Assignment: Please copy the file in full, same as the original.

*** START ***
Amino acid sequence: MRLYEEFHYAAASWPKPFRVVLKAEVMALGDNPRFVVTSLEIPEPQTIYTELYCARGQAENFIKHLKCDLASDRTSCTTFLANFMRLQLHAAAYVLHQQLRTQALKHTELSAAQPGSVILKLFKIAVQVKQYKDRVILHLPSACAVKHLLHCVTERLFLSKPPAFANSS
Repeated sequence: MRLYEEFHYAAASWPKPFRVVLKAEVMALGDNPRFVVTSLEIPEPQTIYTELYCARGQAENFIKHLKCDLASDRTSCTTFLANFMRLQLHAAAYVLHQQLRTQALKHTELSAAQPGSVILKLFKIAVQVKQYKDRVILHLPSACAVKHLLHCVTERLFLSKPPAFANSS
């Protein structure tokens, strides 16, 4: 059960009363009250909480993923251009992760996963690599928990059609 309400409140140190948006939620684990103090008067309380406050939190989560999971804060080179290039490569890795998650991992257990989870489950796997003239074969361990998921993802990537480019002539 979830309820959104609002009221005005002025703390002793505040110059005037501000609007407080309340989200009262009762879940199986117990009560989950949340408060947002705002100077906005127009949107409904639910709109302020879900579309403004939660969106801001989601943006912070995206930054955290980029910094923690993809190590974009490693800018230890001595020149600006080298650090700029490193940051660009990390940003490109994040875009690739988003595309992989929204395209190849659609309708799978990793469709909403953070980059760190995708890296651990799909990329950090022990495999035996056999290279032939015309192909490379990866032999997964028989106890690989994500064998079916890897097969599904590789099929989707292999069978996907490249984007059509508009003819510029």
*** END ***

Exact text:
Amino acid sequence: MRLYEEFHYAAASWPKPFRVVLKAEVMALGDNPRFVVTSLEIPEPQTIYTELYCARGQAENFIKHLKCDLASDRTSCTTFLANFMRLQLHAAAYVLHQQLRTQALKHTELSAAQPGSVILKLFKIAVQVKQYKDRVILHLPSACAVKHLLHCVTERLFLSKPPAFANSS
Repeated sequence: MRLYEEFHYAAASWPKPFRVVLKAEVMALGDNPRFVVTSLEIPEPQTIYTELYCARGQAENFIKHLKCDLASDRTSCTTFLANFMRLQLHAAAYVLHQQLRTQALKHTELSAAQPGSVILKLFKIAVQVKQYKDRVILHLPSACAVKHLLHCVTERLFLSKPPAFANSS
């Protein structure tokens, strides 16, 4: 059960009363009250909480993923251009992760996963690599928990059609 309400409140140190948006939620684990103090008067309380406050939190989560999971804060080179290039490569890795998650991992257990989870489950796997003239074969361990998921993802990537480019002539 979830309820959104609002009221005005002025703390002793505040110059005037501000609007407080309340989200009262009762879940199986117990009560989950949340408060947002705002100077906005127009949107409904639910709109302020879900579309403004939660969106801001989601943006912070995206930054955290980029910094923690993809190590974009490693800018230890001595020149600006080298650090700029490193940051660009990390940003490109994040875009690739988003595309992989929204395209190849659609309708799978990793469709909403953070980059760190995708890296651990799909990329950090022990495999035996056999290279032939015309192909490379990866032999997964028989106890690989994500064998079916890897097969599904590789099929989707292999069978996907490249984007059509508009003819510029």